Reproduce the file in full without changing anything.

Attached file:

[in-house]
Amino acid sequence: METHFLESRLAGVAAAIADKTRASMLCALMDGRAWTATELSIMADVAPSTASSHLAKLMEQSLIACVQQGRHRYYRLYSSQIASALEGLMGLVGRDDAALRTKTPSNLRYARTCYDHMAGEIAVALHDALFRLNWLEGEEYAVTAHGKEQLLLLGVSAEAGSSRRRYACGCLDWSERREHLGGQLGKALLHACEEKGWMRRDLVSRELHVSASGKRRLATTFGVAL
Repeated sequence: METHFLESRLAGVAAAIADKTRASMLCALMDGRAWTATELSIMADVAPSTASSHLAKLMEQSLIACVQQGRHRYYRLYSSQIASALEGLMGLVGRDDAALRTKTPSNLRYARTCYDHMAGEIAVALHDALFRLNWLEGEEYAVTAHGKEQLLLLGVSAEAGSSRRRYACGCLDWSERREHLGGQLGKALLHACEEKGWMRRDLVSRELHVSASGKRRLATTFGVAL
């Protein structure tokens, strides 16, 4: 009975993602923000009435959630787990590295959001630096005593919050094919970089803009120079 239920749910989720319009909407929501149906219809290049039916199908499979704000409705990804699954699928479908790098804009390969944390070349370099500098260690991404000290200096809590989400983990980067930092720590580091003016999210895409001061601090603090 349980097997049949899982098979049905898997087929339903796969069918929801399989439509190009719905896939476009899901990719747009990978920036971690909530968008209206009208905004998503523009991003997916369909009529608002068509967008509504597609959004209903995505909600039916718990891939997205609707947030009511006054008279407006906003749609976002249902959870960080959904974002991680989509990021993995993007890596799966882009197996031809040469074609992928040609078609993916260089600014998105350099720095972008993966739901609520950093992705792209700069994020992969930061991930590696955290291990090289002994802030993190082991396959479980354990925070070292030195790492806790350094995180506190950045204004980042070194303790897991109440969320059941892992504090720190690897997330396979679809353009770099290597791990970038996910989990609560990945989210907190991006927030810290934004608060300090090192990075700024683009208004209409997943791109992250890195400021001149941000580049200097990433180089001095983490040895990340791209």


[in-house]
Amino acid sequence: METHFLESRLAGVAAAIADKTRASMLCALMDGRAWTATELSIMADVAPSTASSHLAKLMEQSLIACVQQGRHRYYRLYSSQIASALEGLMGLVGRDDAALRTKTPSNLRYARTCYDHMAGEIAVALHDALFRLNWLEGEEYAVTAHGKEQLLLLGVSAEAGSSRRRYACGCLDWSERREHLGGQLGKALLHACEEKGWMRRDLVSRELHVSASGKRRLATTFGVAL
Repeated sequence: METHFLESRLAGVAAAIADKTRASMLCALMDGRAWTATELSIMADVAPSTASSHLAKLMEQSLIACVQQGRHRYYRLYSSQIASALEGLMGLVGRDDAALRTKTPSNLRYARTCYDHMAGEIAVALHDALFRLNWLEGEEYAVTAHGKEQLLLLGVSAEAGSSRRRYACGCLDWSERREHLGGQLGKALLHACEEKGWMRRDLVSRELHVSASGKRRLATTFGVAL
């Protein structure tokens, strides 16, 4: 009975993602923000009435959630787990590295959001630096005593919050094919970089803009120079 239920749910989720319009909407929501149906219809290049039916199908499979704000409705990804699954699928479908790098804009390969944390070349370099500098260690991404000290200096809590989400983990980067930092720590580091003016999210895409001061601090603090 349980097997049949899982098979049905898997087929339903796969069918929801399989439509190009719905896939476009899901990719747009990978920036971690909530968008209206009208905004998503523009991003997916369909009529608002068509967008509504597609959004209903995505909600039916718990891939997205609707947030009511006054008279407006906003749609976002249902959870960080959904974002991680989509990021993995993007890596799966882009197996031809040469074609992928040609078609993916260089600014998105350099720095972008993966739901609520950093992705792209700069994020992969930061991930590696955290291990090289002994802030993190082991396959479980354990925070070292030195790492806790350094995180506190950045204004980042070194303790897991109440969320059941892992504090720190690897997330396979679809353009770099290597791990970038996910989990609560990945989210907190991006927030810290934004608060300090090192990075700024683009208004209409997943791109992250890195400021001149941000580049200097990433180089001095983490040895990340791209």